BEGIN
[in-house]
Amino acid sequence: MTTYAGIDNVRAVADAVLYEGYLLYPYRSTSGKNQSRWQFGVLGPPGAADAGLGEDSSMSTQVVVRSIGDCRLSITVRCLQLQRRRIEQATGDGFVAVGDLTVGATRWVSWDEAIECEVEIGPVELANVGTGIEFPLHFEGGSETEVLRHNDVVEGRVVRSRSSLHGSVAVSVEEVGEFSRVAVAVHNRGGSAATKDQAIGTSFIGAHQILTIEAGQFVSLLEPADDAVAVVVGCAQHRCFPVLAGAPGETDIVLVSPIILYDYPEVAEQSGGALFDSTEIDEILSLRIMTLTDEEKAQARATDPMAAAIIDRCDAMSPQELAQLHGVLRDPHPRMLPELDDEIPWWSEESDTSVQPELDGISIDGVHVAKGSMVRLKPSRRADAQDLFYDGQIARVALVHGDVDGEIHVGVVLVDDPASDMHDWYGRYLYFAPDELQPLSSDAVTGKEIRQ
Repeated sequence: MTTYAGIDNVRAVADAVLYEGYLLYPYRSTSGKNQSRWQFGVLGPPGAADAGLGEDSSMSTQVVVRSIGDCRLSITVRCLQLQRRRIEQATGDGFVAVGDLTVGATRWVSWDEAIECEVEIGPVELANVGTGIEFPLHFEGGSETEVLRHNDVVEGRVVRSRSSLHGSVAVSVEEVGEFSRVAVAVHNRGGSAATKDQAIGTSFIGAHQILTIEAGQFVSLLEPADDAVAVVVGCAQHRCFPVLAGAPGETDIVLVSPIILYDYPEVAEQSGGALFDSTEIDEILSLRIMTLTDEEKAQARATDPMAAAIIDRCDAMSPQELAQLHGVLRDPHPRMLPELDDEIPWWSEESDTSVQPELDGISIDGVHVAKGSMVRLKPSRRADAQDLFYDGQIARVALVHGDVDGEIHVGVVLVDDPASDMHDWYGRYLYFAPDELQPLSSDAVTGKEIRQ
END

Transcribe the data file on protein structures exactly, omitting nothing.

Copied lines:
[in-house]
Amino acid sequence: MTTYAGIDNVRAVADAVLYEGYLLYPYRSTSGKNQSRWQFGVLGPPGAADAGLGEDSSMSTQVVVRSIGDCRLSITVRCLQLQRRRIEQATGDGFVAVGDLTVGATRWVSWDEAIECEVEIGPVELANVGTGIEFPLHFEGGSETEVLRHNDVVEGRVVRSRSSLHGSVAVSVEEVGEFSRVAVAVHNRGGSAATKDQAIGTSFIGAHQILTIEAGQFVSLLEPADDAVAVVVGCAQHRCFPVLAGAPGETDIVLVSPIILYDYPEVAEQSGGALFDSTEIDEILSLRIMTLTDEEKAQARATDPMAAAIIDRCDAMSPQELAQLHGVLRDPHPRMLPELDDEIPWWSEESDTSVQPELDGISIDGVHVAKGSMVRLKPSRRADAQDLFYDGQIARVALVHGDVDGEIHVGVVLVDDPASDMHDWYGRYLYFAPDELQPLSSDAVTGKEIRQ
Repeated sequence: MTTYAGIDNVRAVADAVLYEGYLLYPYRSTSGKNQSRWQFGVLGPPGAADAGLGEDSSMSTQVVVRSIGDCRLSITVRCLQLQRRRIEQATGDGFVAVGDLTVGATRWVSWDEAIECEVEIGPVELANVGTGIEFPLHFEGGSETEVLRHNDVVEGRVVRSRSSLHGSVAVSVEEVGEFSRVAVAVHNRGGSAATKDQAIGTSFIGAHQILTIEAGQFVSLLEPADDAVAVVVGCAQHRCFPVLAGAPGETDIVLVSPIILYDYPEVAEQSGGALFDSTEIDEILSLRIMTLTDEEKAQARATDPMAAAIIDRCDAMSPQELAQLHGVLRDPHPRMLPELDDEIPWWSEESDTSVQPELDGISIDGVHVAKGSMVRLKPSRRADAQDLFYDGQIARVALVHGDVDGEIHVGVVLVDDPASDMHDWYGRYLYFAPDELQPLSSDAVTGKEIRQ